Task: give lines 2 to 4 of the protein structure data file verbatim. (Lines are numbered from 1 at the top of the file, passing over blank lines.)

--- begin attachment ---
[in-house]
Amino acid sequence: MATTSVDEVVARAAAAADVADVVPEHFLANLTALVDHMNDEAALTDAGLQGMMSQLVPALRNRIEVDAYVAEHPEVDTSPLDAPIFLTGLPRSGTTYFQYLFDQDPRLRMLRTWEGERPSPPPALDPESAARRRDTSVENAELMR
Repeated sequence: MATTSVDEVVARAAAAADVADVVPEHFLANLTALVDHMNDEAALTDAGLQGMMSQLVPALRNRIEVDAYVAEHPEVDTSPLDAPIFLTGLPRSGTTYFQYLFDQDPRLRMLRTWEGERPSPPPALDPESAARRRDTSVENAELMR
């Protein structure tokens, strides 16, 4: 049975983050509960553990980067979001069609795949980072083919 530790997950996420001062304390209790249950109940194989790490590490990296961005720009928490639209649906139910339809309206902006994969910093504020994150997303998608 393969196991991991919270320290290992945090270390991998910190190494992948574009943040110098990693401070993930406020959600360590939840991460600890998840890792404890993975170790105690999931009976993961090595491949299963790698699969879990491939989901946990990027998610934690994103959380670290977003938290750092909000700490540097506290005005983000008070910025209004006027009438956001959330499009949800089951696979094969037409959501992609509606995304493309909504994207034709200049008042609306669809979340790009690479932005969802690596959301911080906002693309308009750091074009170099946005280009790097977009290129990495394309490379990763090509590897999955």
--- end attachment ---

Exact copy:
Amino acid sequence: MATTSVDEVVARAAAAADVADVVPEHFLANLTALVDHMNDEAALTDAGLQGMMSQLVPALRNRIEVDAYVAEHPEVDTSPLDAPIFLTGLPRSGTTYFQYLFDQDPRLRMLRTWEGERPSPPPALDPESAARRRDTSVENAELMR
Repeated sequence: MATTSVDEVVARAAAAADVADVVPEHFLANLTALVDHMNDEAALTDAGLQGMMSQLVPALRNRIEVDAYVAEHPEVDTSPLDAPIFLTGLPRSGTTYFQYLFDQDPRLRMLRTWEGERPSPPPALDPESAARRRDTSVENAELMR
């Protein structure tokens, strides 16, 4: 049975983050509960553990980067979001069609795949980072083919 530790997950996420001062304390209790249950109940194989790490590490990296961005720009928490639209649906139910339809309206902006994969910093504020994150997303998608 393969196991991991919270320290290992945090270390991998910190190494992948574009943040110098990693401070993930406020959600360590939840991460600890998840890792404890993975170790105690999931009976993961090595491949299963790698699969879990491939989901946990990027998610934690994103959380670290977003938290750092909000700490540097506290005005983000008070910025209004006027009438956001959330499009949800089951696979094969037409959501992609509606995304493309909504994207034709200049008042609306669809979340790009690479932005969802690596959301911080906002693309308009750091074009170099946005280009790097977009290129990495394309490379990763090509590897999955």